For most of us here at #Bond_age_, we can answer that question with a big fat “DUH”. We love Bond so much that we’ve dedicated a day a week to watch and celebrate a Bond movie. We will probably keep doing for years to come. We celebrate this series because the films offer glimpses into the eras they inhabit. But Skyfall is a film that joins that celebration while still fearlessly leaping forward into the future. Gone are the exploding pens of yesteryear, which are replaced with DNA encoded guns and radios. But the essence of the series remains intact.
Skyfall is ever faithful to its roots. Take, for instance, the film’s antagonist; Javier Bardem’s Silva embodies the spirit of a classic Bond villain. His plans are big, epic and even a tad nonsensical. He has a terrifying back-story that has left him with a disfigured face in a return to the same spirit as Blofeld. His reveal shot and monologue is the kind of moment made only for a Bond villain. For chrissakes, his lair is a giant, abandoned island! Yet he inhabits the type of crypto-warfare that is all too popular within our modern Hollywood films. He’s a hacker who works out of sight, and can effectively be anywhere at once. He represents the threat of cyber terrorism; a threat that is all too common post-9/11. He is the modern and classic villain. He’s the best of both worlds
Bond, on the other hand, is struggling with his sense of self. Still shaving with a straight razor and MI6 is feeling the pressure from higher ups. In a world with no shadows, what use is there for a man like Bond when they have agents that can do all their work from a laptop in nothing but pajamas? Evolving with the times has always been a challenge for the Bond series. There was something so self-assured in the 1960s films that could arguably never be fully recaptured. By the 70s, the formula established by Goldfinger was already feeling a tad stale. Anyone remotely familiar knew the usual Bond trappings: Bond wraps up a previous mission, gets briefed by M for next mission, he investigates, sleeps with women, Bond gets captured, escapes, sleeps with more women, then beats the bad guy, and gets the girl. Wash, rinse, repeat. There was always some wiggle room and the series still produced gems from time to time, but for the most part, it was starting to get old.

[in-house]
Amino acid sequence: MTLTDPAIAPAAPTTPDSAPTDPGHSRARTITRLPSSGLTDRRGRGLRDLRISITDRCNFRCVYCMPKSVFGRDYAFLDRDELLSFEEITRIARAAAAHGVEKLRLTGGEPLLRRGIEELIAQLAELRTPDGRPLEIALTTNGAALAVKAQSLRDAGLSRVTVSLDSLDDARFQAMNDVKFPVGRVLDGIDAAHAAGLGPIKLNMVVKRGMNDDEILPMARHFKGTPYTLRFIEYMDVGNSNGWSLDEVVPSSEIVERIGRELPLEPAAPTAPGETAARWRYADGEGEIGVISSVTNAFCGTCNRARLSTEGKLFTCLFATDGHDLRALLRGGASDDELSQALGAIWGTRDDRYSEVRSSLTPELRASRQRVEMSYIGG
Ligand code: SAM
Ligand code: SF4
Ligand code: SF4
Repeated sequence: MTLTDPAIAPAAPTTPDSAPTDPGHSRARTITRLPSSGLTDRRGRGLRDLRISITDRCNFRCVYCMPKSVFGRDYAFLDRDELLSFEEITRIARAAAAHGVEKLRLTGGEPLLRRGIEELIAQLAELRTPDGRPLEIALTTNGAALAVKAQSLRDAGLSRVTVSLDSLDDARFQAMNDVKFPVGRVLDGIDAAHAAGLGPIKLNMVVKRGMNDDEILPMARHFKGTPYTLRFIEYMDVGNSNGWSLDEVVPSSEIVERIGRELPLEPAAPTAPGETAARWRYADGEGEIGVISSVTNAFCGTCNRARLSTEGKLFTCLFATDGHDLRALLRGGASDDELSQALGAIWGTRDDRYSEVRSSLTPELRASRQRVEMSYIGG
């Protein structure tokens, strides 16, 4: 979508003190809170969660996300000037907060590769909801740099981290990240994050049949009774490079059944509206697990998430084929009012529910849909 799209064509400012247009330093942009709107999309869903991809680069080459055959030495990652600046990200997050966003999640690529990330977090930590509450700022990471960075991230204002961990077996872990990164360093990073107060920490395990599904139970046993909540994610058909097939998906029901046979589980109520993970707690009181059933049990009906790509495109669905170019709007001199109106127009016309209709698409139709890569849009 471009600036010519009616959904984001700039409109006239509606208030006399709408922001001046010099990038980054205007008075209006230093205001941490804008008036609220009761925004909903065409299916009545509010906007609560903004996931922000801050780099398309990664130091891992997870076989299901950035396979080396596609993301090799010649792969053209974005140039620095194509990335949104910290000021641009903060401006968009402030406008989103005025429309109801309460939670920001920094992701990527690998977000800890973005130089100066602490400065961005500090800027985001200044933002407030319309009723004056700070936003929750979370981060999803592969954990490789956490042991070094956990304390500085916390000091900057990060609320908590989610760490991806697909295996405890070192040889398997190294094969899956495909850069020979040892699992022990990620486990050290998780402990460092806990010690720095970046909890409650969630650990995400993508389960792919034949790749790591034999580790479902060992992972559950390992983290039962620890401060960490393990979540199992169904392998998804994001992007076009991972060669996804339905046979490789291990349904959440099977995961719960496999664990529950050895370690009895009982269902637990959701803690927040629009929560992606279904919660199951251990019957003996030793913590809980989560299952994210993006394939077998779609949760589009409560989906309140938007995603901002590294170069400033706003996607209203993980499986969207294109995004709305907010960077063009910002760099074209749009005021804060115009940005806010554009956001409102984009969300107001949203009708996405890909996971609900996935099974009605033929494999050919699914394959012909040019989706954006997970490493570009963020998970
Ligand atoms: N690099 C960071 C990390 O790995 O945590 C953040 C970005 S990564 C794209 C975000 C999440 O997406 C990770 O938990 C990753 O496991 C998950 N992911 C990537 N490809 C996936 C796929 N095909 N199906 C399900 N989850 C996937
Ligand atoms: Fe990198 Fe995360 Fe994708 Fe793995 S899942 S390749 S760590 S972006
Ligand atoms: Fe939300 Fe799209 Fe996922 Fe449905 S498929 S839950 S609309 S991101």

When Bond got the reboot, it was long overdue and it felt fresh and reinvigorating. But to some, it wasn’t the James Bond we once knew. The series had been suffering from an identity crisis for a long time, but long-time fans really took note after the paltry reception of Quantum of Solace. But Skyfall eased their conscience. The film plays the familiar beats that series has been known for, but it somehow made them feel fresh and shiny again. James Bond and MI6 both embrace their former glory and how it has come to define them. “Made weak by time and fate, but strong in will; to strive, to seek, to find, and not to yield”. Bond and M of course hop into the legendary 1963 Aston Martin and drive to the crumbling estate where Bond was orphaned. A tragic past that has come to define the character we know.
The film also takes substantial opportunity to explore the working and personal relationship between Bond and his well-known superior M. by casting Judi Dench in a more motherly role this time around, Skyfall finds its heart in the relationship between the pair. As the two look over the beautiful scenery of Scotland, their conversation isn’t one of business. The subject is Bond and his life before the agency. M’s remarks are hollow on the surface, but it is Dench’s delivery where she finds something truly personal between the two characters. This dynamic helps build up one of the series most heartbreaking finales. And the series has had its fair share thus far.
One of the hallmarks of the 23rd entry is the breathtaking cinematography provided by the legendary Roger Deakins. The use of lighting and color is so crucial to this film’s success, that it is even used as a plot point: Bond keeps his presence unknown from an assassin by hiding behind the shimmering glass that is reflecting the light of Hong Kong. The single take of the fighting silhouettes that follow shortly afterwards is technically flawless. And as Bond enters the casino in Macao, it is nothing but sheer visual bliss. Even the simplest scenes look beautiful, like M’s office. Skillfully winking towards the stylized 60s office and giving it a modern feel through by its framing and lighting.